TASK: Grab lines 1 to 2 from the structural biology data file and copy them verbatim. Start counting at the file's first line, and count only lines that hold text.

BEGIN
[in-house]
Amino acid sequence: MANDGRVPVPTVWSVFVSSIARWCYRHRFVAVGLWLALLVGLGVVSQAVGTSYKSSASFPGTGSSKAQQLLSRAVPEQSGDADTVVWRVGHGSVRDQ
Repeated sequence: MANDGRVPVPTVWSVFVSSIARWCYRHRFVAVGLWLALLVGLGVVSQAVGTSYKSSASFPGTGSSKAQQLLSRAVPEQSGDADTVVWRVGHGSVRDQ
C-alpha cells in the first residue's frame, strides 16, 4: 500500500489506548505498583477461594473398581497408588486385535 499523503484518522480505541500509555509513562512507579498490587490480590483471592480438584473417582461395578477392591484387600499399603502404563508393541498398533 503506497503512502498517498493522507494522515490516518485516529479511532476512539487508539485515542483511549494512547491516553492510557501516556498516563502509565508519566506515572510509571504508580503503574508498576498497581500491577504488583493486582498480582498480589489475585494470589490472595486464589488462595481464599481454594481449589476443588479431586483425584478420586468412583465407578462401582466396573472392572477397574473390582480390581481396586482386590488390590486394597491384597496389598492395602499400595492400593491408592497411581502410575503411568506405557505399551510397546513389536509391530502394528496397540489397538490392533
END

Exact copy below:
[in-house]
Amino acid sequence: MANDGRVPVPTVWSVFVSSIARWCYRHRFVAVGLWLALLVGLGVVSQAVGTSYKSSASFPGTGSSKAQQLLSRAVPEQSGDADTVVWRVGHGSVRDQ